While his shop receives training from AkzoNobel and 3M, store leader Tim Johnson says the DCR “growing-from-within” mentality involves pairing new hires with experienced employees like Matthews, who coach and guide newbies like Sebowa through the shop’s lean processing model. So, on the first day, Sebowa was instructed to offer extra help and wash cars.
The second day? He stepped over to disassembly and started asking questions. Before Matthews and Johnson knew it, Sebowa was balancing washing, disassembling and performing any extra help needed around the shop.
“It was immediately apparent he would do whatever it took to help the shop,” Johnson says. “He wanted to learn to paint, do assemblies, do disassemblies, perform metal work. He wanted to work his way up.”
That drive to learn and take on more and more responsibility is paying off for Sebowa, who was quickly promoted from extra help to product support technician. He provides relief in all departments, spending most of his time priming vehicles. And whenever there’s downtime, he heads into the paint booth with Matthews to work on his refinishing skills.
“The beauty of it all is that DCR fosters an environment that promotes that attitude,” Johnson says. “Because we’re an hourly shop, when time or opportunities present themselves, we can take the time to build talent at the store.
“That also brings up other people, because they feel the need to pick up their level of work to stay with it. There’s a lot of camaraderie that comes from somebody who walks over and asks what you need help with. That type of attitude spreads like wildfire through a shop.”
Giarrizzo is heavily invested in quenching Sebowa’s desire to grow as a technician and has twice flown the green employee to DCR’s Mentor, Ohio, facility, where Sebowa has been taking classes and is working his way toward achieving ASE Master certification by 2017.
“Young people are like sponges. They learn quickly,” Giarrizzo says. “And if we don’t compensate them for their skills, somebody else is going to. Then all the sudden, we become the minor league team for somebody else. And that’s not what we want to do. We want to create career people.”
Each morning when Kate Fox arrives at the office, she flips the lights on, powers up her computer, and, of course, gets the hot chocolate ready.
“Even in 90-degree weather, he makes sure I have hot chocolate brewing,” she says of Sebowa, laughing.
“He has an unhealthy obsession with hot chocolate, really,” Johnson chimes in.
Sebowa’s quirks and good nature have not only resulted in a livelier, more fun, familial shop environment, Johnson says, but have filtered into the employees’ lives. One of the shop’s lead technicians gives Sebowa—who is now set up in a Boston apartment—a ride each morning, and Fox and her fiancé happily drive Sebowa to church each Sunday.
“He comes to breakfast or lunch with us afterward,” she says. “My fiancé actually spends a lot of time with him outside of work. They’re inseparable at this point.”
Sebowa truly enjoys brightening everyone’s day and thrives off the energy of the new shop culture. He feels a sense of loyalty to the shop, which gave him a chance when he didn’t know where to go.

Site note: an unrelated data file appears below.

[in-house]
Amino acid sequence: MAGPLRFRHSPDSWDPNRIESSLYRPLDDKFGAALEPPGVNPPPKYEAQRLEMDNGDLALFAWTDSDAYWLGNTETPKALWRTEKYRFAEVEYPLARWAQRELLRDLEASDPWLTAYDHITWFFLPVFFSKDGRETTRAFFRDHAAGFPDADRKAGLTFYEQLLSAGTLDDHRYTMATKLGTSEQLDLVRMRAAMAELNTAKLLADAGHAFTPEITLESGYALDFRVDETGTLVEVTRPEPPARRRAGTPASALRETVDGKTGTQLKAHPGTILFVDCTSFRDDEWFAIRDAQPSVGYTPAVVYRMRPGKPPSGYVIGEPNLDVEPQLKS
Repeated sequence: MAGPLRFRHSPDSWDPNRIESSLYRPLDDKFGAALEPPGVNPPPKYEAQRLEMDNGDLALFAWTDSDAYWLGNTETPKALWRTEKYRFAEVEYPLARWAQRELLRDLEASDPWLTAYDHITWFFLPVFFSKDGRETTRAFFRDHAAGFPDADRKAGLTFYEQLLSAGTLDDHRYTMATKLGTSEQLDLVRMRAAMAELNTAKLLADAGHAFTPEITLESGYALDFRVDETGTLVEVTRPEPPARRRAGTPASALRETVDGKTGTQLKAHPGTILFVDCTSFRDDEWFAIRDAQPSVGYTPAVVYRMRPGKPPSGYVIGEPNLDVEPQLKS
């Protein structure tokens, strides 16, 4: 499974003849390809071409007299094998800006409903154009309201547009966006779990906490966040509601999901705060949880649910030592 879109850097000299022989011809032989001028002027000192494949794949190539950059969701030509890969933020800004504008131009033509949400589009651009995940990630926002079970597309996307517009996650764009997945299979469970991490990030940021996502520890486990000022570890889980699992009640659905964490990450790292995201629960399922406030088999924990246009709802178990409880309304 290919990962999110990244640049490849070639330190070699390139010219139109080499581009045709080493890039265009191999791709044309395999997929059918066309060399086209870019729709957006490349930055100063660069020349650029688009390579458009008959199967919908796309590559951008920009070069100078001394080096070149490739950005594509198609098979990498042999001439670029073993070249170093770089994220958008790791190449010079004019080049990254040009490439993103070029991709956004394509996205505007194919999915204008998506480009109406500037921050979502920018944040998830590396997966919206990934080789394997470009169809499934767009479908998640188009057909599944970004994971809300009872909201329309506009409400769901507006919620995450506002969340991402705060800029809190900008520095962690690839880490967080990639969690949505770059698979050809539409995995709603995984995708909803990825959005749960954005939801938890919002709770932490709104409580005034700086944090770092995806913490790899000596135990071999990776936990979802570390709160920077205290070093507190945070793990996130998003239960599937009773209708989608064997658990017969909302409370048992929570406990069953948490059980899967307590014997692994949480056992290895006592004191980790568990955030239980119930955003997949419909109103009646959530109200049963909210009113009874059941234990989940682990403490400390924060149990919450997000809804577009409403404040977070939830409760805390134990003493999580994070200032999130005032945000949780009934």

“It’s almost like a family here,” Sebowa says. “At first I was very scared because I didn’t know anything. But then everyone was trying to show me how to do it right.”
“We just embraced him with open arms,” Matthews adds. “He was overwhelmed by all of the support he had. We took him in as a family.”
For Giarrizzo, the return on investment isn’t even calculable. When you invest in work ethic and drive, anything is possible, he says.
“It’s opened all of our eyes,” Giarrizzo says. “Some people look at it and say, ‘Wow, you really helped him out and gave him an opportunity.’ And that may be so—but it’s actually worked in reverse. The payback has been immeasurable.”
Attracting Talent for Life
DCR Systems CEO Michael Giarrizzo believes strongly in building employees from within and creating an environment where they want to work for life. Here’s how he does it:
Pay for tools. Combine college debt with the difficulty of finding an entry-level job, and it’s understandable why many technicians aren’t heading into the trade of collision repair. Giarizzo’s solution? Make it easier by offering tool allowances, or by flat-out paying for technicians’ tools or toolboxes.
Record training videos. When DCR Systems shops train new employees, they use it as an opportunity to film some training videos for future new hires. “So it’s not just some Powerpoint. They can actually see and feel it on one of our shop floors,” he says. “They cover everything, from the time we greet the customer through the repair process to the delivery process. “We’re now at 30-plus videos, and we’re continuing to make them. We’re really trying to simplify the whole thing, attract people, tell them there is a career path here.”
Hire apprentices. It’s a common answer to the technician shortage, but Giarrizzo says it cannot be stressed enough: Start an apprenticeship program. It’s one turned one of Giarrizzo’s shop’s detailer into a store leader.
For tips for an effective apprenticeship program, check out some of our past coverage: